“In 2007, in Delaware, their operating budget for incorporating companies was a little over $12 million and they were pulling in over $700 million each year. So clearly that’s one of the ways they’re financing services for the state,” Lowe said.
According to congressional testimony, business incorporation and related fees account for as much as 25 percent of the state’s general fund revenues.
Kiss and other registration agents abroad register dozens of companies at a time through Delaware agents and then resell those companies to clients. Because agents like Kiss use the same proxies on all their companies, no ownership change is needed when they “sell” a company. In a proposal to undercover OCCRP reporters, Kiss offered to sell them pre-registered companies with matching names in Delaware, Seychelles and Cyprus. This amounts to a turnkey money laundering or tax evasion system.
Kiss told reporters from OCCRP before his arrest that he had a virtual “factory” in Delaware minting companies for him. Kiss registered hundreds of companies through the same Delaware firm without raising any alarm bells in the state or with the agent.
Delaware’s Division of Corporations processes incorporating documents for the state and Geisenberger said he is proud of their quick turn around which makes it easy to move capital and generates investment activity.
Flattery said the state touts its advantages for businesses.
“Delaware looks at is as a revenue-raising measure,” Flattery said. “But as a national issue, it’s a disgrace. Fictitious companies that are allegedly violating the law are using Delaware as a shield.”
OCCRP found numerous companies registered in Delaware by offshore businesses controlled by persons accused of organized criminal activities. For example:
- Serbian fugitive Stanko Subotic registered the planes in Delaware that Italian prosecutors said were used to ferry stacks of illegally earned cash to banks in Cyprus and Liechtenstein. The money was earned, prosecutors say, from tobacco smuggling between the Montenegrin government and the Italian Sacra Corona Unita mafia group.
- Fugitive Serbian drug lord Darko Saric, who allegedly tried to move 2.1 tons of cocaine from South America to Montenegro last year, registered many of his companies in Delaware where they are still active.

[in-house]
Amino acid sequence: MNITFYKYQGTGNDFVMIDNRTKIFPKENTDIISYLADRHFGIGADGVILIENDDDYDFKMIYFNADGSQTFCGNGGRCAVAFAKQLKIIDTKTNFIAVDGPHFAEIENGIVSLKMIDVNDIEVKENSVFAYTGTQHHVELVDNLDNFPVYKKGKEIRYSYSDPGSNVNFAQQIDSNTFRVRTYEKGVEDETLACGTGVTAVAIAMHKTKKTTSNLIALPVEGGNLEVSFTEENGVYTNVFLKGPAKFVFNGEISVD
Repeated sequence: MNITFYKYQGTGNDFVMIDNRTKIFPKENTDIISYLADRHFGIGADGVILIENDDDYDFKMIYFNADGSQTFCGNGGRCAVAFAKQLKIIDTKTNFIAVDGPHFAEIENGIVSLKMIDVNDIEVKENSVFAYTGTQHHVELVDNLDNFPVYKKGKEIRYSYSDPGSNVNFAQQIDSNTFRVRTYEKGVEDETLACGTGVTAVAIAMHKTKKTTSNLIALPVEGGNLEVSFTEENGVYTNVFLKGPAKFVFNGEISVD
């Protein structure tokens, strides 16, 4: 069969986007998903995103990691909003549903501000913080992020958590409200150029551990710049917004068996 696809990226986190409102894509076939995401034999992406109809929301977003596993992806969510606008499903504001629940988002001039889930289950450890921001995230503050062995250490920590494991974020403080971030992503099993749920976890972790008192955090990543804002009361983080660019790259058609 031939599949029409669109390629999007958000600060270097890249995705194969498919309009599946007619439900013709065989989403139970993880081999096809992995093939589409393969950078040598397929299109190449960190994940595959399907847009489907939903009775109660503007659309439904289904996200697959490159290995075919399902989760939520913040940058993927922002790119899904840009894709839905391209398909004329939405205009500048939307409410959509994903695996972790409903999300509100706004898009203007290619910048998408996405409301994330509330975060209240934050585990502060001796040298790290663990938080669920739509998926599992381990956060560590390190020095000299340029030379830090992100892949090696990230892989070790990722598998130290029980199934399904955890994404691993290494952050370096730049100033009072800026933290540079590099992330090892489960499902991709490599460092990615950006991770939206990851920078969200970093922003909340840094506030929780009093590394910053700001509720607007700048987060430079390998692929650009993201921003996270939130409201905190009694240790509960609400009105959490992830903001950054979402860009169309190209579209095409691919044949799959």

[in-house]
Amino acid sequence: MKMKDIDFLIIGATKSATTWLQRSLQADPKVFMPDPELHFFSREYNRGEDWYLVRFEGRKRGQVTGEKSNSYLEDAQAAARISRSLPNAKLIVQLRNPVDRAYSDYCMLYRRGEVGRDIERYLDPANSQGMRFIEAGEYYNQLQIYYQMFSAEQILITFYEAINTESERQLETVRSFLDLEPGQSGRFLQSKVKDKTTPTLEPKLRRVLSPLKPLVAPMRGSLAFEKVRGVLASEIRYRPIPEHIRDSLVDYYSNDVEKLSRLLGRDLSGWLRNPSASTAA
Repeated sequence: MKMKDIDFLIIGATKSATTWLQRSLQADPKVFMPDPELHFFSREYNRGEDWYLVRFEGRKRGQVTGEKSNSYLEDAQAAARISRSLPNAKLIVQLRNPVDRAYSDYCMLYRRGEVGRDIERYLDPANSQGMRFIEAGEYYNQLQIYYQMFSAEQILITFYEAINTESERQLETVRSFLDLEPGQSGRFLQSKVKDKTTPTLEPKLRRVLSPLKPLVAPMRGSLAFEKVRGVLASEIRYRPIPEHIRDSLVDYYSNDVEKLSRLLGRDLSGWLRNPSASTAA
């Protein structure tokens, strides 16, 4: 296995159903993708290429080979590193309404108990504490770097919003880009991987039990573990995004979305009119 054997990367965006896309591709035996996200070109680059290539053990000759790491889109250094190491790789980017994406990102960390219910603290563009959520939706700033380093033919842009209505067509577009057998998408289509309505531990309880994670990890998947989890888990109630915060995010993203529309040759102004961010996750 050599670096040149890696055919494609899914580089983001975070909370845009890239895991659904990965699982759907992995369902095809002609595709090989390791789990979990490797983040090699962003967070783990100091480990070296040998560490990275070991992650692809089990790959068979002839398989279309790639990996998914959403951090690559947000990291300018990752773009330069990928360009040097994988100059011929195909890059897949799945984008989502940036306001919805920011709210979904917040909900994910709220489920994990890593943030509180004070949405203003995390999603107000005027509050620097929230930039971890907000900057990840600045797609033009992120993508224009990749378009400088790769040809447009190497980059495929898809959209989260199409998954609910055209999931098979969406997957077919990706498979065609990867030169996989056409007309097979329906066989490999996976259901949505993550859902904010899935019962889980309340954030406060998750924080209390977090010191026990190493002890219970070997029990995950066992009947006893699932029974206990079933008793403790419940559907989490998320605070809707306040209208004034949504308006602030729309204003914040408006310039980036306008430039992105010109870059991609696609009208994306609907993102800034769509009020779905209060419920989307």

- Marian Iancu, a Romanian businessmen charged with organizing a criminal group by Romania prosecutors, used Delaware based companies in his takeover of a state oil refinery through an alleged corrupt privatization and in its eventual resale to controversial Russian businessman Mikhail Chernoy.
- And Laszlo Kiss used Delaware companies to bill Petrom Service more than €8 million in consulting contracts for work that was never done.
Last year, Sen. Carl Levin, a Democrat from Michigan, proposed the “Incorporation Transparency and Law Enforcement Assistant” bill that would require names and addresses of actual individual owners on incorporating documents. That information, he said, could be vital for investigations.
Levin said that only federal legislation can “level the playing field among states” and that states are not willing to reach a solution because they compete with each other to bring in corporations. The bill was never acted on.
“This bill died because we had two Delaware senators and a Nevada senator on the committee,” said Lowe of Global Financial Integrity. “That’s just frustrating. They’re protecting their positions, and they’re protecting their revenue.
“And to put state revenue ahead of global security to my mind is not OK.”
The following journalists contributed to this project.
 Congressional hearing, Tom Carper testimony, 2009